A first step towards the reconstitution of a National Assembly was undertaken with the local elections of December 1988. In September 1989 there was another attempt at a coup d’etat and certainly if, after all these disorders, a national disaster did not come, it was due to the charisma of Rawlings who procured, despite everything, aid to the country from international bodies and foreign investments.
In 1991 the government entrusted a group of experts with the drafting of a new Constitution, which was approved by referendum on April 28, 1992, with which multi-partyism was approved, but with some reservations, which immediately put the opposition.
Immediately, starting in 1993, the economic situation worsened and then the government had to apply further austerity measures. This went on for a few months but in the spring of 1995 serious riots broke out due to the increase in both the prices of consumer goods and taxes. And to make matters worse, dangerous situations of tension between the different ethnic groups of the Nanumba and the Konkomba had arisen already in February of the previous year. An agreement was also reached between their representatives and yet in March 1995 the riots returned which soon led to violent clashes.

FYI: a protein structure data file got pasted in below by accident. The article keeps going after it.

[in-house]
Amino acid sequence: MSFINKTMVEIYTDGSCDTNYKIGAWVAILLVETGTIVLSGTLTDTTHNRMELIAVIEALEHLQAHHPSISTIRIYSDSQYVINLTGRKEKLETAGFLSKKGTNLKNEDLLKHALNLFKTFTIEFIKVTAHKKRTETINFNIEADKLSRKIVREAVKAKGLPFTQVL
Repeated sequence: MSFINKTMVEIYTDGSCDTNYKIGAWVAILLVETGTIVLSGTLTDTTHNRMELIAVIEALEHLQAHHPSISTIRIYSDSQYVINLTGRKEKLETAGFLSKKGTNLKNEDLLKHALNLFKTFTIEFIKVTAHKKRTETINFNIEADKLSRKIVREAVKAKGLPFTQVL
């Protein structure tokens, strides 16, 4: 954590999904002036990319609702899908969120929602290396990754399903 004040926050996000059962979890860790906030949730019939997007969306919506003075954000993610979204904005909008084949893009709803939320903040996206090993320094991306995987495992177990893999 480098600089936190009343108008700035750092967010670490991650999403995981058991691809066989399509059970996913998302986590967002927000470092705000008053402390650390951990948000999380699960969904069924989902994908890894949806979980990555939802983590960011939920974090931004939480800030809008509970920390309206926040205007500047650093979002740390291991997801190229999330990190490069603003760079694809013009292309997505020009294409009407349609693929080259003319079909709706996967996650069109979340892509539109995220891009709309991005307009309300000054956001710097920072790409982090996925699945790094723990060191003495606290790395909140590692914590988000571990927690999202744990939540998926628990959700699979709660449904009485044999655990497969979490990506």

In December 1996, although with less popularity, Rawlings was re-elected to the presidential election while to the legislative elections, even if the victory went to the “National Democratic Congress”, another opposition force was highlighted, the “New Patriotic Party” which won 60 seats.
Rawlings also carried out an intense international political activity, between 1994 and 1996, intervening in person as a peace broker between the warring factions in the civil war of Liberia and making that country presided over by his peacekeepers, until January 1999. the same task was also carried out between 1998 and 1999 in Sierra Leone, another country devastated by the civil war.